Twelve years of instruction was considered to be enough in most cases to determine this candidacy-for-further-training, since the basics really are basic, and because, starting as we do, a few years after toddlerhood, that amount of time coincides with bringing pupils at least close to chronological adulthood, with its assumed level of maturity.  The maturity was also thought to be needed in deciding who might eventually be trusted, after graduation, to make decisions that affect everybody, which is, or should be, one of the goals of professional training. 

Twelve years or so past toddlerhood was also thought to be the minimum time needed in most cases to gain the experience to begin to see that the simple lessons of the schoolhouse covered only a very small part of what has been, or can be, learned.  Ironically, knowing more develops humility. 

But that too, is inimical to the Progressive project, which teaches less but flatters more; for whom raising an artificial self-esteem is key -- at least until you discover that you can’t survive without their help, at which point it is Set, and Match for the nanny state.  And to prepare for that, as well as all the other reasons enumerated by the sane (for whom high-stakes tests constitute a version of “Trust, but verify,”) they raise taxes to “help” even more people at the expense of the ‘privileged.’

But if flattery and coddling pupils doesn’t raise competence, what will? 

A recent Public Television ‘Nova Wonders’ episode may have the answer, oddly enough. This episode, titled “Can we build a brain?” discussed a ‘breakthrough’ that computer scientists made in trying to teach a computer to identify objects presented to it in the form of digitized pictures.  That is, how to learn the difference between a broccoli and a tree. 

The secret?  Tell them when they got it wrong.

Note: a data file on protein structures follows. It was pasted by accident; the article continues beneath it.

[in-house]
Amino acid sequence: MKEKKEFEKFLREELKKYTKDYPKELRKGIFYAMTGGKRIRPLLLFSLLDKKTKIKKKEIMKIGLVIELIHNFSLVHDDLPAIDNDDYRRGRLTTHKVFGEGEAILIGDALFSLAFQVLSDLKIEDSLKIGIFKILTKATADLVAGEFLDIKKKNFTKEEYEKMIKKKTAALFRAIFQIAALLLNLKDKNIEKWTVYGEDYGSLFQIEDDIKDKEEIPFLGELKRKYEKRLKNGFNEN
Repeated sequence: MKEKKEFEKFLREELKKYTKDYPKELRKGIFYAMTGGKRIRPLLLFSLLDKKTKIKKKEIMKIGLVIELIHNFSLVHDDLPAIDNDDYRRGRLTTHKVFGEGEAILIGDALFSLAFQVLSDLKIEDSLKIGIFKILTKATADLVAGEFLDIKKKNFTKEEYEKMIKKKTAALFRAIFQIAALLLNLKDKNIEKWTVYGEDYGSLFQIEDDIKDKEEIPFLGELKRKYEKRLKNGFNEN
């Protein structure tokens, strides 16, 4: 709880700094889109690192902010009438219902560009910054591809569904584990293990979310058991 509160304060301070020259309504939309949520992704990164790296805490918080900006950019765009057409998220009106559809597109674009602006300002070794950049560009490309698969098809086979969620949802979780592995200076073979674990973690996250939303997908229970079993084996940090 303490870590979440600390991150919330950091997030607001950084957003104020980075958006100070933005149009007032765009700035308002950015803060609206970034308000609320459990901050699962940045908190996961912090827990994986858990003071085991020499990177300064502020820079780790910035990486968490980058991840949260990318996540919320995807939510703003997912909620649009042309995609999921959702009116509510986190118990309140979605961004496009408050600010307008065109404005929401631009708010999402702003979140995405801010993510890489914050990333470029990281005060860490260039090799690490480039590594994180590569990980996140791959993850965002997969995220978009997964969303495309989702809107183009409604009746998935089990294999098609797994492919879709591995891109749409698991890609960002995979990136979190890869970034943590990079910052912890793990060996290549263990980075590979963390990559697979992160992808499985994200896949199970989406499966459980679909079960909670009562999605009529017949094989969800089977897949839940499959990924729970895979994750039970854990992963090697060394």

Perhaps it is only because the computer is an inanimate object without feelings and emotions, but it turns out that, upon being told that it made a mistake, the computer did not collapse into a cringing neurotic ninny or become an emotional cripple from which it could emerge only with the help of professional handholding, droning babble, and psychoactive drugs.  It just made a note of its mistakes and then learned new stuff. 


In fact, it acted just like kids did before ‘educators’ replaced genuine ‘teachers’ in the classroom.  That began when the Great Society swept them aside in favor of transformational education. 

Remember it is ‘educators’ who insist that teaching the phonetic alphabet can best be done without telling kids what sounds the letters represent.  That is by using phonics.  And it is ‘educators’ who say that math can be taught best without dealing with numbers (except as the symbols found on calculator keys).


‘Teachers’ tell kids things they don’t already know, then test to see who has learned it. 

Let’s hope that Mrs. DeVos has seen the episode and decides to change tactics from merely taking decisions away from the federally-employed swamp creatures and giving them to State and locally-employed swamp creatures.   Federalism is a good thing, but in this case what is done rather than who does it matters more.  If we really want America to be great again, and then to resume her march to a rudely-interrupted, shining future, then we really, really, really need teachers to be a big part of kids’ lives again.  And far fewer counselors.

The computer scientists call this strategy, which reinstates a crucial educational step that self-esteem theory deliberately removed, ‘deep learning.’  I call it common sense in teaching. 

Photo credit: Will Kay via Flickr